What is Hare coursing?

Hare coursing is the pursuit of hares with dogs, often for the purposes of betting. It takes place on areas of flat, open land where the dogs can easily and visibly pursue the hare. It is typically carried out by large groups of people who travel long distances in often stolen or unregistered cars to gain access to suitable land. The season begins as soon as the crops are harvested and trails off as the new crop emerges in the spring.

The Crime

Hare coursing has been illegal throughout the UK since 2005 when the Hunting Act 2004 made it an offence to hunt wild mammals with dogs. In recent years there has been a significant increase in incidences and the activity has become notably more organised with increasingly violent escalations. In Cambridgeshire alone the number of reported incidences between September 2015 and 2016 rose from 42 to 118, an increase of 181%.

The impact

Aside from being a breach of the Hunting Act, hare coursing has many other impacts, several of which are criminal. Field boundaries such as fences and gates can be damaged by motor vehicles forcibly trying to gain access to land. Once in a field it is common practise to film the chase from a moving vehicle which can inflict significant damage to the field and any crops within.  Farmers who have approached hare coursers have faced threatening behaviour, which has occasionally led on to assaults.  Farmers are being intimidated on their own land and this has led to a lack of reporting due to a fear of violent  repercussions.  \our partners the NFU has received reports of farms in the Cambridgeshire area who have suffered arson attacks. While difficult to prove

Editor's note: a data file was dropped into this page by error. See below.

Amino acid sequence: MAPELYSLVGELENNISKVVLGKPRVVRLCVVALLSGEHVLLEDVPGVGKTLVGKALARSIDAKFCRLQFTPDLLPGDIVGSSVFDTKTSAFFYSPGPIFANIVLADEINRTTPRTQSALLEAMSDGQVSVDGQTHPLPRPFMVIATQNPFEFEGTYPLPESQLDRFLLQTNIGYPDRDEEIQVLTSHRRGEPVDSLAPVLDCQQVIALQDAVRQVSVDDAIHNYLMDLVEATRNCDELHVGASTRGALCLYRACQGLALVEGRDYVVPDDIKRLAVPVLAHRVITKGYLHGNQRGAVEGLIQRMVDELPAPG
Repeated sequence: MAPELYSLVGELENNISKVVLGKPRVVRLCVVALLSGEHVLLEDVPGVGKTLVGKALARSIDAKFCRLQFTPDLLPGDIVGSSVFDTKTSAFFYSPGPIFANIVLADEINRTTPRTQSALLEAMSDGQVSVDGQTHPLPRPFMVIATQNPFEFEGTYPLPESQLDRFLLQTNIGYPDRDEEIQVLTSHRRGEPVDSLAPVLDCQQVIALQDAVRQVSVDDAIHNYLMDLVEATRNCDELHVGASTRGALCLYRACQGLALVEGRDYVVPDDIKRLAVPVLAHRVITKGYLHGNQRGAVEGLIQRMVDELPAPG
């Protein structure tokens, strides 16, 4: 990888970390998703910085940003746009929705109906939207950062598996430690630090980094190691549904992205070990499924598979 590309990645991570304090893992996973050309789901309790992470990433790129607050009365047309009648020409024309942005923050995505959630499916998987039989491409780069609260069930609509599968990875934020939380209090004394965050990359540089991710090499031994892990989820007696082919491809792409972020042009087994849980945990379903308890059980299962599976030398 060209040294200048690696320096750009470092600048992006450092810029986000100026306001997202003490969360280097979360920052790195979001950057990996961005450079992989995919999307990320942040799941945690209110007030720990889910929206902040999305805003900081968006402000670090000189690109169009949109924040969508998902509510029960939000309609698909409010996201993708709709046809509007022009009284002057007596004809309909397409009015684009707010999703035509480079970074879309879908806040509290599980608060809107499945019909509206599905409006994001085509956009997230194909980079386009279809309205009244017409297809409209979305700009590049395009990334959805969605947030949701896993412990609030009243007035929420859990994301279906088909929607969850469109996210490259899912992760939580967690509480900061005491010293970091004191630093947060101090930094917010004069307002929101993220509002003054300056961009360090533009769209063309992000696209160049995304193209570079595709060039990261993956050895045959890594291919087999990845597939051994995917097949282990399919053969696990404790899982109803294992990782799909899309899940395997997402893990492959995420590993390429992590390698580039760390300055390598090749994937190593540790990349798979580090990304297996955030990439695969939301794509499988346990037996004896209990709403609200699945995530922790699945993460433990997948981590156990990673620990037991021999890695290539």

the perpetrator, farmers in the locality do not believe that it is coincidental that it is occurring in an area where hare coursing is prevalent.  Murray Graham who farms 1,200 acres in Oxfordshire has been plagued with coursers over the 2016/17 season with incidences occurring on a weekly basis. He said that the worry of meeting coursers and the threat of retribution as a consequence of any confrontation means that ‘you need to be careful on your own
patch – you especially don’t want to lead them home’.  Furthermore this intimidation is hampering everyday life and farm activities. One Cambridgeshire farmer will no longer allow his children out on the farm alone during coursing season and says that farming is becoming increasingly inefficient as activity
is now being carried out around the measures put in place to prevent hare coursers from gaining access to land.

Reacting to a Hare Coursing incident

CHECKLIST:
If it is a ‘live’ incident always dial 999, otherwise dial 101.
• Make sure you clearly state ‘hare coursing’ to ensure that the incident is recorded correctly.
• Provide grid references with descriptions of specific landmarks for where you are located.
• If possible provide a description of the person including notable features, and also descriptions of any vehicles including number plates and any distinguishing features.
• Be discreet when collecting evidence.  Approaching hare coursers whilst holding a camera may be inflammatory.
• Ensure that you receive and make note of your crime reference number.